September 28, 2016
Plastic and reconstructive surgeon Justin Sacks treats pressure sores that refuse to heal. Now he thinks he’s found a way to prevent the wounds from forming in the first place.
Sacks teamed with students in the Center for Bioengineering Innovation and Design (CBID) to create the Mercury Patch, a wound dressing equipped with pressure sensors.
Patients can develop bedsores in as little as two hours as pressure builds on vulnerable areas, like heels or buttocks. Clinicians try to prevent the injuries by moving patients and by protecting skin with breathable foam and gauze bandages.
The Mercury Patch adds pressure-detecting sensors to those bandages without changing the feel. Bluetooth technology transmits pressure information wirelessly to nursing stations, phones or other destinations, helping clinicians decide when to move patients and showing whether the repositioning relieves pressure.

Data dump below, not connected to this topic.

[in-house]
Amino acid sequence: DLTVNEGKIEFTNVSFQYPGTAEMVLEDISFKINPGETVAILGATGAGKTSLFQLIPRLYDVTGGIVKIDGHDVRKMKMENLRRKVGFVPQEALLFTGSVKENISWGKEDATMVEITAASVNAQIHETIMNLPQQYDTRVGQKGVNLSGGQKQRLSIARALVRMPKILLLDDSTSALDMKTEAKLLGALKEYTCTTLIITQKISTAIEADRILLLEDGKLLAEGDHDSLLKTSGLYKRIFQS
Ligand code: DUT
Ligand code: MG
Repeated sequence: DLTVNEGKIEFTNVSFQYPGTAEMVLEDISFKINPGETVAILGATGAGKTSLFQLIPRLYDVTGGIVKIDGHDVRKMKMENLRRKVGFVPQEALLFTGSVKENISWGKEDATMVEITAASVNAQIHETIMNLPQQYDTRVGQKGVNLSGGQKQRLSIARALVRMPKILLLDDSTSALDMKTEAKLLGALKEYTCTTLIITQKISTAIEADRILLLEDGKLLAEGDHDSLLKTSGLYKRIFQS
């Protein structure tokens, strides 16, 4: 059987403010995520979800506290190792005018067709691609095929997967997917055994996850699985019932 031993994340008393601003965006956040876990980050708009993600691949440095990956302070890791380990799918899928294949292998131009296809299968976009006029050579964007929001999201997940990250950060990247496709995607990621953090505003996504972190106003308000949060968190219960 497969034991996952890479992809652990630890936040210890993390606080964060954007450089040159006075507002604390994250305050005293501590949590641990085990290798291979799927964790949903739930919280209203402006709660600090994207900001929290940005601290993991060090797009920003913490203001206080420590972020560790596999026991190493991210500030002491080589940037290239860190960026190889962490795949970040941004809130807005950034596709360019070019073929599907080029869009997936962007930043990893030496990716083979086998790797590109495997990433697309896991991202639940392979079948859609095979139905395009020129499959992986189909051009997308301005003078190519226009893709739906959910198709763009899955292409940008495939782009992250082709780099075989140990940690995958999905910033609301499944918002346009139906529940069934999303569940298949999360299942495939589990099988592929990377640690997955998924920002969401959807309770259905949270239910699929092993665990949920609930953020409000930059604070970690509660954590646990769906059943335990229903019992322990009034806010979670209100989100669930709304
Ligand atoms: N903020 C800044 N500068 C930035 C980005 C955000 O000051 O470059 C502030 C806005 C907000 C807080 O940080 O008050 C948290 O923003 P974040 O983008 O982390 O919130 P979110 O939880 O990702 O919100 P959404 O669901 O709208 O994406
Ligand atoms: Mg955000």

In May, the innovation placed second out of about 25 biomedical projects in CBID’s annual Design Day. CBID is part of the Department of Biomedical Engineering, which is shared between the schools of engineering and medicine.
Biomedical engineering students Kelly Lacob, Sean Mattson, Matthew Nojoomi, Madeline Wilson, Alison Wong and Sam Zschack worked with Sacks and other advisers to create the device. In June, the team won a $100,000 Johns Hopkins-Coulter Translational Partnership grant to continue development.
Sacks, a CBID faculty member, expects to conduct clinical trials at The Johns Hopkins Hospital within a year and says the patches could be on the market by 2018. “It’s a simple tool to monitor pressure, so health care providers in the inpatient setting react accordingly,” he says.